Pilot's texting at issue in fatal crash of medical helicopter

Evidence from the 2011 crash of an emergency medical helicopter in Missouri shows that before the accident, the pilot was texting about a dinner date. The crash killed four people.

Chris Matyszczyk
3 min read
A screenshot from an informative video on the Air Methods Web site shows a helicopter and gurney. Screenshot by CNET

It seems no one is immune from the lure of the cell phone. Not even pilots. Not even in midflight.

National Transportation Safety Board records show that the pilot of a medical helicopter sent and received texts before the helicopter crashed in Missouri, killing four people.

As Bloomberg reports, the helicopter was operated by Air Methods Corporation, an air medical transport contractor whose policy forbids its pilots from using their cell phones in flight. The company didn't respond to Bloomberg's requests for comment, according to the news agency. We've contacted Air Methods and will update this report if we hear back.

The suggestion is that the pilot's texts weren't exactly urgent. He allegedly was making dinner plans with a co-worker.

The pilot, James Freudenbert, died, along with a flight nurse, a paramedic, and their patient.

FAA regulations allow pilots to text during level cruise flight, but not during "critical" parts of the flight.

The NTSB told Bloomberg that this is the first time the board has seen flight fatalities linked to in-flight texting. The board meets today to assign a cause to the crash.

Earlier this year, a plane while taxiing hit ground lights at JFK. Accusations followed that the pilot had been distracted by cell phone use.

In the Missouri case, the exact circumstances surrounding the accident aren't clear. NTSB records show that Freudenbert had neglected to refuel the helicopter before flying to a hospital. When the helicopter crashed, it hit the ground with considerable force. As Bloomberg reported, a pilot should be able to land a powerless helicopter safely. The helicopter reportedly had a fuel warning light. Freudenbert never alerted anyone that any sort of emergency was being experienced.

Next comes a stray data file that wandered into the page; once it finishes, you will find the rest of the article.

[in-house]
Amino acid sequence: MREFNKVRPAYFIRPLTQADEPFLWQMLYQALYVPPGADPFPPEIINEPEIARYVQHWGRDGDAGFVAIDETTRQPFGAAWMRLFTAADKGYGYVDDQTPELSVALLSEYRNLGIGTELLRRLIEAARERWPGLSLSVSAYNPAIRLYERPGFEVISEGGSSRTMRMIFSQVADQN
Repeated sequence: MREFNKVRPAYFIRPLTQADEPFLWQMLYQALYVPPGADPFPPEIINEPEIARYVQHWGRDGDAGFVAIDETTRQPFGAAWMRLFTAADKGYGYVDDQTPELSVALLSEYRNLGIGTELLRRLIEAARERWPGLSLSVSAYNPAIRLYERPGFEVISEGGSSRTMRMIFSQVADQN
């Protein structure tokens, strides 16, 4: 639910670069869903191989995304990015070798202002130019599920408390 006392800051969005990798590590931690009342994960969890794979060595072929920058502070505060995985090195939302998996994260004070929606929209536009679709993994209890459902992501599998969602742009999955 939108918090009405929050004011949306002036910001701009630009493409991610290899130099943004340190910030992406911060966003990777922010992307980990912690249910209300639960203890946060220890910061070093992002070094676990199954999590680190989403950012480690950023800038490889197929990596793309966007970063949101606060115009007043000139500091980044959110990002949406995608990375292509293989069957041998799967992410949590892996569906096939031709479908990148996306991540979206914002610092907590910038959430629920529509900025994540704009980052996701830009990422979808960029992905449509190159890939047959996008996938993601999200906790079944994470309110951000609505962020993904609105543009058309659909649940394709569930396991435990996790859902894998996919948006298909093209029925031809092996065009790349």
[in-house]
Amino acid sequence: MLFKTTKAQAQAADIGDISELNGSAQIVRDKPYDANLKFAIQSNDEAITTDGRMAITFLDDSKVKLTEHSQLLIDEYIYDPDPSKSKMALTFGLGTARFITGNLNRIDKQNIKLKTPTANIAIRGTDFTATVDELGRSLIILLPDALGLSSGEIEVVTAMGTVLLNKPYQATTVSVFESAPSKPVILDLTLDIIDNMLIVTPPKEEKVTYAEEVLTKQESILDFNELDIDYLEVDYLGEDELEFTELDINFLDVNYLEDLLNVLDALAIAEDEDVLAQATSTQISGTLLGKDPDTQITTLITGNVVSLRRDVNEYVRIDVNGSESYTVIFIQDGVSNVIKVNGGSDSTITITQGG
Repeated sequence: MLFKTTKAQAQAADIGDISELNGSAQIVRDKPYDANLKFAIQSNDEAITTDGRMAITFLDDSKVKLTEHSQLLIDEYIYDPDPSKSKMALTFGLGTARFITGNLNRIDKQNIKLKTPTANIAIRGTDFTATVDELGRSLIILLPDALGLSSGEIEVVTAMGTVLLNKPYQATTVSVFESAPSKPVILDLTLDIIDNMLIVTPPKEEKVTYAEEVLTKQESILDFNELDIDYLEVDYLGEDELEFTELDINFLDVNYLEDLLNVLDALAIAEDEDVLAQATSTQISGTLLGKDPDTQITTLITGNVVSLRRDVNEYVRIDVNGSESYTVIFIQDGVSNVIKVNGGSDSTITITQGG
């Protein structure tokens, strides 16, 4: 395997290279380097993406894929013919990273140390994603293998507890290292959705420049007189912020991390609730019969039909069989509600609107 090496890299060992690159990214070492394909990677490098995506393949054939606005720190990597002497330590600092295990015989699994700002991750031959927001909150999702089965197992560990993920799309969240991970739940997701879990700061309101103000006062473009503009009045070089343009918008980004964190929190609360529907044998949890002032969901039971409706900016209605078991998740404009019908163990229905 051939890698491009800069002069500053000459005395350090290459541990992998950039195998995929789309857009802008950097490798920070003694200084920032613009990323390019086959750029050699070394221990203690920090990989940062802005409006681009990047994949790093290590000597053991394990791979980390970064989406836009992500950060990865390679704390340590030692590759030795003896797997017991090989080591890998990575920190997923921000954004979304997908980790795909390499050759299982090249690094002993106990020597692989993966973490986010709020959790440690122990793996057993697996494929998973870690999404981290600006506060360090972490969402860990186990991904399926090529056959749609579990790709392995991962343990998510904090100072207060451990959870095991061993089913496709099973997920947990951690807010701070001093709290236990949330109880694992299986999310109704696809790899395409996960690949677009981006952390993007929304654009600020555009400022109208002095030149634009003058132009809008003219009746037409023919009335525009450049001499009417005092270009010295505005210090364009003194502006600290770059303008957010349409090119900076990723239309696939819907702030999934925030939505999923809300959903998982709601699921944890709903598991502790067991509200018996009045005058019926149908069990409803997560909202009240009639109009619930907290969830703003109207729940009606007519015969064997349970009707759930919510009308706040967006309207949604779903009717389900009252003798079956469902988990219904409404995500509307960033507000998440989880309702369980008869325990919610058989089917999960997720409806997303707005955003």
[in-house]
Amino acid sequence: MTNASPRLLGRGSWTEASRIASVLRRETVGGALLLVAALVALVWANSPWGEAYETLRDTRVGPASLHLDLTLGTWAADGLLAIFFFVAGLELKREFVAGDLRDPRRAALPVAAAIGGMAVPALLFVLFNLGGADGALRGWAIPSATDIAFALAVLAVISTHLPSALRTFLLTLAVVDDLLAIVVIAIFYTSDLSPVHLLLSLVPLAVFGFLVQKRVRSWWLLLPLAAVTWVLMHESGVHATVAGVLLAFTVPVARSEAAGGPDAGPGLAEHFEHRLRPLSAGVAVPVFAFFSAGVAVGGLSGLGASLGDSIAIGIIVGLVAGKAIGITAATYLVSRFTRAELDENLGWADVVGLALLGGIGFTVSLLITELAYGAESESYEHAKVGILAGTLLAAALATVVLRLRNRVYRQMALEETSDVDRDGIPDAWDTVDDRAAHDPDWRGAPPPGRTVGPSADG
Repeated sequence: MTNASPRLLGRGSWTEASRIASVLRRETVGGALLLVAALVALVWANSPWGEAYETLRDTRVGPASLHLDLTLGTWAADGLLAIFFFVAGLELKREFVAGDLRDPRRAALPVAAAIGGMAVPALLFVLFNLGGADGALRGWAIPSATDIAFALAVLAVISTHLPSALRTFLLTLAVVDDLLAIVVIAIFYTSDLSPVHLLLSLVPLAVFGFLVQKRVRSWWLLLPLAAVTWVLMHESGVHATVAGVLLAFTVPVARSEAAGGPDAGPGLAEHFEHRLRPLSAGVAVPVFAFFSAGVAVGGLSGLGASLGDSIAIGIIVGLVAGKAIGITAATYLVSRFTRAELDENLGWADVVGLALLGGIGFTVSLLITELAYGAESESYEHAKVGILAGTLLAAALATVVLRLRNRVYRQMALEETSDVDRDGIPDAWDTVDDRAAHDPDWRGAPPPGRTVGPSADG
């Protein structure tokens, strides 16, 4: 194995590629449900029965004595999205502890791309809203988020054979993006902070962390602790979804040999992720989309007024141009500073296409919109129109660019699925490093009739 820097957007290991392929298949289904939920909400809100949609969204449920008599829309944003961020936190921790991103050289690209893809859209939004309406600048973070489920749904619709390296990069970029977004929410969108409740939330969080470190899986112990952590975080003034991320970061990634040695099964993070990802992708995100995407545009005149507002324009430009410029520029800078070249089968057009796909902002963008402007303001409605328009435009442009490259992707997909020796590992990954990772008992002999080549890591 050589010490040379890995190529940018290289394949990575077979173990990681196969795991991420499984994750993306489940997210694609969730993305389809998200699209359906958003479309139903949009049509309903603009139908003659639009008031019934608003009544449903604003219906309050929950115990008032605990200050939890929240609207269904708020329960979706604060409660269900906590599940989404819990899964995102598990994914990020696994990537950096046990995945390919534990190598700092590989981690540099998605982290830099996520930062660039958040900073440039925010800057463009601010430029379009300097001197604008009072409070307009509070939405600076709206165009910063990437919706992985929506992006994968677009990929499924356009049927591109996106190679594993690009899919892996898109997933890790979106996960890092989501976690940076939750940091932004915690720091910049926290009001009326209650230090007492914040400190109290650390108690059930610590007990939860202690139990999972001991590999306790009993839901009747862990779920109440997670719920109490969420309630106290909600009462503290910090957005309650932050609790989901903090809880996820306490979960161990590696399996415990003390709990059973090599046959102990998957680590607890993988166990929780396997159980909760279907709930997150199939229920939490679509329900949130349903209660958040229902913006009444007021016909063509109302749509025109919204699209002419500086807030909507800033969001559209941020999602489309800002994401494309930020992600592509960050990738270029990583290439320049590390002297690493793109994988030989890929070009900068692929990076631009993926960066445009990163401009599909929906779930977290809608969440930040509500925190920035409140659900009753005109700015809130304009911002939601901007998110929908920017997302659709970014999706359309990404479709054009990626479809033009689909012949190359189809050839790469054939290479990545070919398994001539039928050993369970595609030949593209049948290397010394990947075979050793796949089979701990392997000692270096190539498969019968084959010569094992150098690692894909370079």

Update 11:09 a.m. PT: Mike Allen, president of Air Methods, gave me this statement: "We would like to thank the NTSB for their efforts on this matter. We appreciate their thoroughness, professionalism and transparency. Once the final NTSB report of the August 2011 Mosby accident is completed, we will study the report closely, and look to further improve our processes and procedures. Air Methods has an excellent safety record and safety is our number one priority. Based upon the investigation to date, we have already initiated a number of safety improvements. Prior to the accident, use of electronic devices by pilots during flight was prohibited by company policy. Since the accident, we have instituted a zero tolerance policy for use of cell phones during flight. We are the most experienced national emergency helicopter company in America and we are prepared to work with the NTSB and the FAA to raise the bar to ensure the safety of those who fly with us."

Update April 10 at 3:47 p.m. PT: The NTSB ruled yesterday that "distracted attention due to texting" was one of four factors that contributed to the accident, along with "fatigue, the operator's lack of policy requiring that a flight operations specialist be notified of abnormal fuel situations, and the lack of realistic training for entering an autorotation at cruise airspeed."

The synopsis report (PDF) from the NTSB said that although the agency could find "no evidence that the pilot was texting at the time of the engine failure," the pilot had "sent and received multiple personal text messages throughout the day, including during time periods when the helicopter was in flight."